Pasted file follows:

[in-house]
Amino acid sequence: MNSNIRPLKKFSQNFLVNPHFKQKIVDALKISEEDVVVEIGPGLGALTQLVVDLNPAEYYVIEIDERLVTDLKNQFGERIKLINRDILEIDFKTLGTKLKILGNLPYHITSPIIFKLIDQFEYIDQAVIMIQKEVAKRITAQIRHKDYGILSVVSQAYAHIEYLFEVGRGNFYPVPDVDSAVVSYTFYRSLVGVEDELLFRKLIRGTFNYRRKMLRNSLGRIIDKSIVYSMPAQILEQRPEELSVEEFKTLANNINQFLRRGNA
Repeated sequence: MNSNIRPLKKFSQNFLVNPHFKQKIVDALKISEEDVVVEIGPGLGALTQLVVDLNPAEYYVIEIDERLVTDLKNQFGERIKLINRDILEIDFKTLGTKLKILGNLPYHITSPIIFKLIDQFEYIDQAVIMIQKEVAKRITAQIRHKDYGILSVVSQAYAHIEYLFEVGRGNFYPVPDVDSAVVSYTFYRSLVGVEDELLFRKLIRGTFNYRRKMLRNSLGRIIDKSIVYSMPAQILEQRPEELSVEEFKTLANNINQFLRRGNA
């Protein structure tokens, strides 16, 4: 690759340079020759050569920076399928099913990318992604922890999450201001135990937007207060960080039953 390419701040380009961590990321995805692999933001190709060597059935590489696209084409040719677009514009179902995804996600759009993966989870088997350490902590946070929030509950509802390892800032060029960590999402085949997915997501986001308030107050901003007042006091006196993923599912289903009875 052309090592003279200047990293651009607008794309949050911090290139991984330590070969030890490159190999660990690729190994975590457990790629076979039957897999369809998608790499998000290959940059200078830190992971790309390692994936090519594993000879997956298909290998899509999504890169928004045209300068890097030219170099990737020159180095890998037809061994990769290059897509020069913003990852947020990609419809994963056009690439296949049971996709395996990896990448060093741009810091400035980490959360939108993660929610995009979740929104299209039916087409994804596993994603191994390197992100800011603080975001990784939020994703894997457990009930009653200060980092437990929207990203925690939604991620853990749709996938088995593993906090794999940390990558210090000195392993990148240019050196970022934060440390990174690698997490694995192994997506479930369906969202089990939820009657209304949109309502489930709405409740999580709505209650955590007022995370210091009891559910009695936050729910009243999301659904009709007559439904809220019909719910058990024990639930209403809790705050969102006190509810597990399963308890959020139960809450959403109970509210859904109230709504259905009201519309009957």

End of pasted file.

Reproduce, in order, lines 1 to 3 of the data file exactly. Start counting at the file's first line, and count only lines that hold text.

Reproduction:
[in-house]
Amino acid sequence: MNSNIRPLKKFSQNFLVNPHFKQKIVDALKISEEDVVVEIGPGLGALTQLVVDLNPAEYYVIEIDERLVTDLKNQFGERIKLINRDILEIDFKTLGTKLKILGNLPYHITSPIIFKLIDQFEYIDQAVIMIQKEVAKRITAQIRHKDYGILSVVSQAYAHIEYLFEVGRGNFYPVPDVDSAVVSYTFYRSLVGVEDELLFRKLIRGTFNYRRKMLRNSLGRIIDKSIVYSMPAQILEQRPEELSVEEFKTLANNINQFLRRGNA
Repeated sequence: MNSNIRPLKKFSQNFLVNPHFKQKIVDALKISEEDVVVEIGPGLGALTQLVVDLNPAEYYVIEIDERLVTDLKNQFGERIKLINRDILEIDFKTLGTKLKILGNLPYHITSPIIFKLIDQFEYIDQAVIMIQKEVAKRITAQIRHKDYGILSVVSQAYAHIEYLFEVGRGNFYPVPDVDSAVVSYTFYRSLVGVEDELLFRKLIRGTFNYRRKMLRNSLGRIIDKSIVYSMPAQILEQRPEELSVEEFKTLANNINQFLRRGNA